Here’s the thing. Balance is a fine concept. But it is just that. A concept. There are times in our lives when it is more achievable than others (retirement comes to mind, our twenties perhaps). I don’t think raising small children is meant to be an easy, relaxing time in our lives. Throw full-time work into the mix and it’s even less tenable. (Though, honestly, I don’t know that it’s any easier for those parents who stay at home – just a different set of challenges.) I’ve come to accept that I will probably not feel well-rested and sated in all the myriad ways I would like to be for quite some time, and that’s okay. That doesn’t mean I will stop seeking balance. It’s a necessary goal. But I think of it less as a final destination and more as a mark by which I navigate, something that keeps me from going too far off course in any one direction.

Lately, this has meant closing up my computer and getting down on the floor to build a train station out of Lincoln logs. Or sewing the arm back on Bear. Again. Or baking cupcakes with the kids (not organic, sorry) and letting them lick the bowl.

My kids will probably never have as much of me as they would like. I will never have as much of me as I would like. We’ll each have to live with that and do the best we can. I’m willing to give up more of myself to them now because I know that one day, I won’t have the honor of them wanting to spend all their time with me. I want to enjoy being at the center of their universe while it lasts. Soon enough, life will call to them and I’ll be left with time on my hands. At that point, I suppose I can unearth the tub from beneath the plastic boats and Crayola bath crayons and cherry bomb no-tears shampoo that currently reside there, and take that coveted bubble bath.



22 comments:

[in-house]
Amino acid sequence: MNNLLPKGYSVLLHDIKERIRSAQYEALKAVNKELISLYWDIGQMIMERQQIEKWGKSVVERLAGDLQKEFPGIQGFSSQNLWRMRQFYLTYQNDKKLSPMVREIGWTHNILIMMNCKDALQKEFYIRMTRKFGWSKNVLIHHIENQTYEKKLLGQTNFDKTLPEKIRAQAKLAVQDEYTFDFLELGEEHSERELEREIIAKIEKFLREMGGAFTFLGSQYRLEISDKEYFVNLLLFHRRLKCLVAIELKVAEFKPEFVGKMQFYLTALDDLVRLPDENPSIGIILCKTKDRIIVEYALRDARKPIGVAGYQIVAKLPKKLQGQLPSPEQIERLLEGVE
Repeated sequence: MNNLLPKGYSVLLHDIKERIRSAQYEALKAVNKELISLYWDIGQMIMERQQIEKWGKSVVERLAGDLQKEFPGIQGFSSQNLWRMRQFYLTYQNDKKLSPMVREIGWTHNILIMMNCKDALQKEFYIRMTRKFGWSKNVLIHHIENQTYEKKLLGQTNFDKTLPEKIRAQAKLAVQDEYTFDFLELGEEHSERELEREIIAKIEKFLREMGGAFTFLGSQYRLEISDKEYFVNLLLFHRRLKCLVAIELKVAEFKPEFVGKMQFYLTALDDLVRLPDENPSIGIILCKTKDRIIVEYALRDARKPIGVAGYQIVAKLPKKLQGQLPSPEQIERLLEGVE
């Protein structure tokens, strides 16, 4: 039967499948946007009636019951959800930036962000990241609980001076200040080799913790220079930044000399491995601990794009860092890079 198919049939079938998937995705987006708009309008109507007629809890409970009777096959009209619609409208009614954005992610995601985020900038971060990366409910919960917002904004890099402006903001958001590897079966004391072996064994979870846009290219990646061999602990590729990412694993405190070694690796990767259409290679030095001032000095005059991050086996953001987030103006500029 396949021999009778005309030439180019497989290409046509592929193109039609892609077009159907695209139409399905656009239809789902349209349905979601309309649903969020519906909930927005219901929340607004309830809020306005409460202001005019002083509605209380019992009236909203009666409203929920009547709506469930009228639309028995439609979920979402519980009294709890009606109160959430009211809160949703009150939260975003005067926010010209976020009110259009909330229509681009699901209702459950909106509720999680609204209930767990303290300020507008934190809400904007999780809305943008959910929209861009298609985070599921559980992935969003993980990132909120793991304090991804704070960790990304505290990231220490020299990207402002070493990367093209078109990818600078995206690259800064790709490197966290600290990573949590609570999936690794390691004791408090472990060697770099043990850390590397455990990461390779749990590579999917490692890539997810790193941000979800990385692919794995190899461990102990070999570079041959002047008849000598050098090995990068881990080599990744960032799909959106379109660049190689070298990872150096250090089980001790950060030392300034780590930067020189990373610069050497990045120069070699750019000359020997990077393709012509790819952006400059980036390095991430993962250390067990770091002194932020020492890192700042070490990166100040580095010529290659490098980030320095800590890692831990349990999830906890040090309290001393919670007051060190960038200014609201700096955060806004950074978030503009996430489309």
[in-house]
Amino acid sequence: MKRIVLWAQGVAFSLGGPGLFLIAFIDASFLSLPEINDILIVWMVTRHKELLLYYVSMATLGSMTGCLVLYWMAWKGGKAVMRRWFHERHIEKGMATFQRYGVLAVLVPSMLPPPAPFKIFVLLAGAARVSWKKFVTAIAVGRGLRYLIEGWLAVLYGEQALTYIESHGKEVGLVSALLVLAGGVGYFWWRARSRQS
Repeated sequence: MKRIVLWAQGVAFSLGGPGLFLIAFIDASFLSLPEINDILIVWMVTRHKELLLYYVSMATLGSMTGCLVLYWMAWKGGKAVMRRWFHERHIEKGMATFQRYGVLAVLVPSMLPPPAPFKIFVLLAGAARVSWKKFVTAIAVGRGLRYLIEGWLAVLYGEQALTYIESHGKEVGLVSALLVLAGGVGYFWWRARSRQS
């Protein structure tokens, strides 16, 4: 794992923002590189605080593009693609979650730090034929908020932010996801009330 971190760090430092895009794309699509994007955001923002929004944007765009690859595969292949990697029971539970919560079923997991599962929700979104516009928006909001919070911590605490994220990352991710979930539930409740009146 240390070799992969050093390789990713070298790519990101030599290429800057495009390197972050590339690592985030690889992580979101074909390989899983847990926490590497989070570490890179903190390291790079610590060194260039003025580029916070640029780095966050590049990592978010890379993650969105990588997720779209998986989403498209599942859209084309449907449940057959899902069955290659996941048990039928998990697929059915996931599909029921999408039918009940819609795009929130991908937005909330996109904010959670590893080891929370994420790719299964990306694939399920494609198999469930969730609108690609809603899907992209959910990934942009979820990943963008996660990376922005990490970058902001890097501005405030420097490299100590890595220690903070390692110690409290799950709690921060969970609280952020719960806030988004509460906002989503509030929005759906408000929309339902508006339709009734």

1. yes! I know, one has flown, three left, and I wonder at the moment if it is worth it all, and then there is a "Hey Dadda! Can I.."
    A well done piece, thanks! Tone-in-oz, a daggy dad

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  2. Now Glen, I think history has borne out that I took them both. A good mamma loves both her children equally. :)

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  3. I gave up trying to achieve balance years ago. Now I just steal time for myself whenever I can. I'm just like constipation in that old joke - "the thief of time."

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  4. Balance . . . is that even remotely possible with two kids, full time job, a house and a husband?! I have been wondering that a lot lately, particularly after I get a guilt trip from my daughter about going to kickboxing.

    Right now I guess the scale is tipped more towards the kids needs because at their ages they are needy in their desire to be with me. I am holding on to the hope that in a few years the scales will even out a bit as they grow and become more indpendent.

    That happens . . . right?
    Jenn

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  5. Ummm... yeah Jenn. Sure. Absolutely.

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  6. Oh balance! I love that word, I strive for it, for sure. I find it even harder during school holidays (which we are on now) as there is no routine. What works for me is creating routines and turning them into habits. You definitely have to stay motivated to get anywhere close, don't you?
    I can't imagine how much harder it would be working full time and still managing to do the floor time, great job K!

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  7. Balance is the most elusive of all wishes in a parent's world. Because something always has to give in order to make room for something else. Sure, we get elements of it back as our children grow, but unless you choose to live a life where you please no one but yourself, a perfect balance just seems so unattainable... Guess we just have to grab hold of the glistening moments as and when they present themselves :)

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  8. Balance is having an equally sized slice of chocolate cake in each hand. Just don't eat one, because then you'll be unbalanced....

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  9. I took the liberty (and I tweeted you!!) of using the fact that you wrote of the so-called elusive balance thang being more do-able in our 20s and retirement....